Proteins were separated in polyacrylamide-Tricine gels. After SDS-PAGE, proteins were transferred onto a nitrocellulose membrane (Pall, USA). The membrane was blocked with 5% (w/v) dried skim milk in phosphate-buffered saline with 0.05% (v/v) Tween 20 (Invitrogen). For antigen detection, anti-NS5A 9E10 , mouse monoclonal antibody against NS3 of the JFH-1 isolate (4D11) (generated in a cooperation between Harish Ramanathan, Michael Engle, Michael S. Diamond and Brett D. Lindenbach) or anti-NS3 (2E3) , anti-NS2 (YAL-4-70-8, Cell Essentials), anti-NS4B , anti-FLAG (Sigma), anti-V5 (Invitrogen), anti-HA (HA.11 clone 16B12, Covance) and anti-GST (GE Healthcare), antibodies were used in 2% (w/v) dried skim milk in phosphate-buffered saline with 0.05% (v/v) Tween 20. For primary antibody detection, horseradish peroxidase-conjugated species-specific secondary antibodies (Dianova) were used at a 1:3000 dilution and Western Lightning Chemiluminescence Reagent Plus (Perkin Elmer) was applied prior to imaging using a LAS 4000 imaging system (Biorad, Munich). Quantifications of Western blots were carried out using ImageJ 1.47t software (NIH, Bethesda).
Metabolic labeling of proteins
HCV nonstructural proteins were expressed from pcite plasmids. For transient protein expression, 2 x 106 Huh-7/T7 cells were infected with MVA-T7pol vaccinia virus  and subsequently transfected with 4 μg of plasmid DNA by using Superfect reagent (QIAGEN). Cells were kept in DMEM culturing medium for 2 h. Medium was changed to DMEM (lacking L-Methionine, L-Cysteine and L-Glutamine) supplemented with 1% Glutamax (Gibco). After 30 min the medium was changed again for DMEM (lacking L-Methionine, L-Cysteine and L-Glutamine) supplemented with 1% Glutamax (Gibco), containing 70 μCi (1Ci = 37GBq) [35S]-labeled methionine/ cysteine (Hartmann Analytics).
After 6 h cells were lysed in 250 μl RIPA(G) [150 mM NaCl, 1% (vol/vol) Nonidet NP40, 0.5% (wt/vol) deoxycholate, 0.1% (wt/vol)SDS, 50 mM Tris (pH 8)], containing 1 mM PefablocSC (Roth). The following steps were performed at 4°C, mixing was ensured by placing samples on a spinning wheel. Lysates were incubated for 30 min and then centrifuged for 30 min at 16.000 g. The supernatants were incubated with anti-GST antibody (GE Healthcare) 1:400 in RIPA(G) for 1 h, then 50 μl of a 20% (vol/vol) Protein-A-Sepharose suspension were added and incubated for another hour. The Protein-A-Sepharose was pelleted at 16.000 g and washed 3 x with RIPA(G). Proteins were denatured in sample buffer containing 5% β-Mercaptoethanol at 95°C for 10 min and then separated in polyacrylamide-tricine gels with 8% polyacrylamide. SDS-Gels were fixed in a solution containing 40% methanol and 10% acetic acid, dried and exposed to Imaging screens (Fuji) for 1–3 days. Readouts were performed using Phosphorimager (Fuji BAS). Quantifications were carried out with AIDA Image Analyzer (Version 3.52) software using a background substraction method.
S1 Fig. Effect of selected NS3 double mutations on NS3-4A serine protease activity.
(A) Scheme of the HCV NS3-4A serine protease assay. NS3-4A-mediated cleavage of co-expressed FLAG-MBP-NS4B-NS5A-trx-HA/BK serine protease substrate results in the generation of FLAG-MBP-NS4B and NS5A-trx-HA cleavage products. (B) NS3-4A serine protease assay. Plasmids with the indicated amino acid mutations were expressed and NS4B-NS5A cleavage was detected by Western blotting. WT refers to wild type NS3(1–172), pcite-V5-NS4A/BK refers to a plasmid expressing the V5-tagged NS4A cofactor, pcite-FLAG-MBP-NS4B-NS5A-trx-HA/BK indicates a plasmid expressing the serine protease cleavage substrate FLAG-MBP-NS4B-NS5A-trx-HA. Mock indicates cells transfected with a vector control. The positions of the NS3(1–172)GST, V5-NS4A, FLAG-MBP-NS4B-NS5A-trx-HA, FLAG-MBP-NS4B and NS5A-trx-HA proteins are indicated by arrows. (C) Signals of FLAG-MBP-NS4B-NS5A-trx-HA and NS5A-trx-HA were quantified by ImageJ software from two Western blots to calculate the percentage of FLAG-MBP-NS4B-NS5A-trx-HA cleavage as an indication of the NS3 serine protease activity.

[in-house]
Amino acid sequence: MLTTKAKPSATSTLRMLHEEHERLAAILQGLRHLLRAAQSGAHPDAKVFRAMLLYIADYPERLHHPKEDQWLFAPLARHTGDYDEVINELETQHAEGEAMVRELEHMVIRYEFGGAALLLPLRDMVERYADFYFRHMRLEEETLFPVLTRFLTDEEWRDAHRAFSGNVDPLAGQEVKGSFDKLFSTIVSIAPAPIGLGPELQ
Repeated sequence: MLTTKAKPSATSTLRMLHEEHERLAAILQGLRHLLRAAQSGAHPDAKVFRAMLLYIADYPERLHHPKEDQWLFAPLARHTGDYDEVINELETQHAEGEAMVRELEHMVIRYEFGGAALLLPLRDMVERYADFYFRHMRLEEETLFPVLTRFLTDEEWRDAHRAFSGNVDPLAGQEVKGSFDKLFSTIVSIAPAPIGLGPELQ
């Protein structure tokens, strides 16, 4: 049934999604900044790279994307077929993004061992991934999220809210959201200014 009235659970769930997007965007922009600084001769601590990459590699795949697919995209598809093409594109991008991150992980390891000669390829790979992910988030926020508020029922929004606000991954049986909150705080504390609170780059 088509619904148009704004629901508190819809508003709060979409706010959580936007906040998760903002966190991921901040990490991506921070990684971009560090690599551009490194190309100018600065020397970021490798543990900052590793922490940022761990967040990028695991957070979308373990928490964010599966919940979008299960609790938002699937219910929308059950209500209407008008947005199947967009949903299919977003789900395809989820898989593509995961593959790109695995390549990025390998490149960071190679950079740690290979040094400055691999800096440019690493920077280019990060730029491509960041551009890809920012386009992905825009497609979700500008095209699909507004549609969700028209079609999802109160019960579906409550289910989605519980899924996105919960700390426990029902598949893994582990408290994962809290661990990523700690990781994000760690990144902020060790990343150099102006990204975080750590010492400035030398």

S2 Fig. A conserved hydrophobic NS3 surface patch consisting of residues Y105, P115 and L127 is important for NS2-activation by NS3.
Location of NS3 residues identified in the di-alanine scan to inhibit the NS2-NS3 cleavage in the NS3 structure of the genotype 1b. The di-alanine mutations that specifically inhibit NS2 activation by NS3 (IT3/4, LY104/105 and IP114/115) are shown in green stick representation. The position of LL126/127 is marked in light green stick representation to indicate the reduced NS3 serine activity of this mutant in the NS4B-NS5A trans cleavage assay. The NS3 residues LV106/107, PL142/143, GI152/153 and DF168/169 identified in the di-alanine scan to inhibit the NS2 activation by NS3 as well as the NS3 serine protease activity in a NS4B-NS5A trans cleavage assay are shown in red stick representation. The overall NS3 structure is shown in grey surface representation. Carbon and backbone ribbon are colored in yellow for the protease domain and blue for the helicase domain, respectively. An enlargement of the NS3 is shown on the right. The active site of the NS3 serine protease is indicated. The figure was generated using Pymol version 1.10 and the coordinates of PDB code 1CU1 .
S3 Fig. The hydrophobic character of the NS3 surface area is important for the NS2 protease stimulation by NS3.
The cleavage efficiencies of the indicated BK NS2-NS3 polyprotein fragments carrying either charged (arginine shown in panel A) or hydrophobic (phenylalanine shown in panel B) NS3 amino acid substitutions were determined by Western blot analysis. Western blot signals of Flag-NS2-3(1–172)GST and Flag-NS2 of two independent Western blots were quantified by ImageJ software and the percentage of NS2-NS3 cleavage was calculated.
S4 Fig. Impact of amino acid substitutions in NS3 protein on the HCV replication and infectivity release.